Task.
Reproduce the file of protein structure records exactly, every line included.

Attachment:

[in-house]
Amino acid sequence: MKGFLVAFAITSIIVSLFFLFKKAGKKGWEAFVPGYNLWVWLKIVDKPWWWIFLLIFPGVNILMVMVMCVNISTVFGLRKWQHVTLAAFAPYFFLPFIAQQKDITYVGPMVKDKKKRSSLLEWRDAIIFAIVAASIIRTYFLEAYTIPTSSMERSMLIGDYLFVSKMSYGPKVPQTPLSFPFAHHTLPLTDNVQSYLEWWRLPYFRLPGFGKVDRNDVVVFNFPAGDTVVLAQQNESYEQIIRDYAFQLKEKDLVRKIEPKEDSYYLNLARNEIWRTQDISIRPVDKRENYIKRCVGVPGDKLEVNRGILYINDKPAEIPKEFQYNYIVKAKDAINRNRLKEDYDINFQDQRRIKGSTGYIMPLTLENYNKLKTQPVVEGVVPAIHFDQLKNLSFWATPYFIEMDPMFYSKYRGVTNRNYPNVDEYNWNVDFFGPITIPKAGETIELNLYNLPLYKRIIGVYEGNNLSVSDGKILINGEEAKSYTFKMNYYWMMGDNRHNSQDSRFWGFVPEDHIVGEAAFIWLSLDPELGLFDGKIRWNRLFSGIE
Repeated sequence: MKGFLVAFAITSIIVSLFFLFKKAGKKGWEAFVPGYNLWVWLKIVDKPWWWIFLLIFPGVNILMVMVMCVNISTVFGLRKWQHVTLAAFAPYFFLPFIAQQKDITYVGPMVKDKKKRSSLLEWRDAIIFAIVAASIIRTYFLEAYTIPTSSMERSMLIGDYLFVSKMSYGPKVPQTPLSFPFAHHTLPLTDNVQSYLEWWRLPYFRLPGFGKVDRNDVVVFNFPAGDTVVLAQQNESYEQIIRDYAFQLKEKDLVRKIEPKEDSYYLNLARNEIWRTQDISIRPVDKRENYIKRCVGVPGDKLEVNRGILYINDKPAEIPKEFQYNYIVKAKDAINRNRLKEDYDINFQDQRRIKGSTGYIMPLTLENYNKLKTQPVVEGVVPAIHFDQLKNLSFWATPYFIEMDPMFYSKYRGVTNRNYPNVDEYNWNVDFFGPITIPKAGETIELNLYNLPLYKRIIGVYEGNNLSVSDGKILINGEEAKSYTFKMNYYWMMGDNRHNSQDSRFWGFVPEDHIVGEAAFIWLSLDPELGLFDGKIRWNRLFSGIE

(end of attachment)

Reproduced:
[in-house]
Amino acid sequence: MKGFLVAFAITSIIVSLFFLFKKAGKKGWEAFVPGYNLWVWLKIVDKPWWWIFLLIFPGVNILMVMVMCVNISTVFGLRKWQHVTLAAFAPYFFLPFIAQQKDITYVGPMVKDKKKRSSLLEWRDAIIFAIVAASIIRTYFLEAYTIPTSSMERSMLIGDYLFVSKMSYGPKVPQTPLSFPFAHHTLPLTDNVQSYLEWWRLPYFRLPGFGKVDRNDVVVFNFPAGDTVVLAQQNESYEQIIRDYAFQLKEKDLVRKIEPKEDSYYLNLARNEIWRTQDISIRPVDKRENYIKRCVGVPGDKLEVNRGILYINDKPAEIPKEFQYNYIVKAKDAINRNRLKEDYDINFQDQRRIKGSTGYIMPLTLENYNKLKTQPVVEGVVPAIHFDQLKNLSFWATPYFIEMDPMFYSKYRGVTNRNYPNVDEYNWNVDFFGPITIPKAGETIELNLYNLPLYKRIIGVYEGNNLSVSDGKILINGEEAKSYTFKMNYYWMMGDNRHNSQDSRFWGFVPEDHIVGEAAFIWLSLDPELGLFDGKIRWNRLFSGIE
Repeated sequence: MKGFLVAFAITSIIVSLFFLFKKAGKKGWEAFVPGYNLWVWLKIVDKPWWWIFLLIFPGVNILMVMVMCVNISTVFGLRKWQHVTLAAFAPYFFLPFIAQQKDITYVGPMVKDKKKRSSLLEWRDAIIFAIVAASIIRTYFLEAYTIPTSSMERSMLIGDYLFVSKMSYGPKVPQTPLSFPFAHHTLPLTDNVQSYLEWWRLPYFRLPGFGKVDRNDVVVFNFPAGDTVVLAQQNESYEQIIRDYAFQLKEKDLVRKIEPKEDSYYLNLARNEIWRTQDISIRPVDKRENYIKRCVGVPGDKLEVNRGILYINDKPAEIPKEFQYNYIVKAKDAINRNRLKEDYDINFQDQRRIKGSTGYIMPLTLENYNKLKTQPVVEGVVPAIHFDQLKNLSFWATPYFIEMDPMFYSKYRGVTNRNYPNVDEYNWNVDFFGPITIPKAGETIELNLYNLPLYKRIIGVYEGNNLSVSDGKILINGEEAKSYTFKMNYYWMMGDNRHNSQDSRFWGFVPEDHIVGEAAFIWLSLDPELGLFDGKIRWNRLFSGIE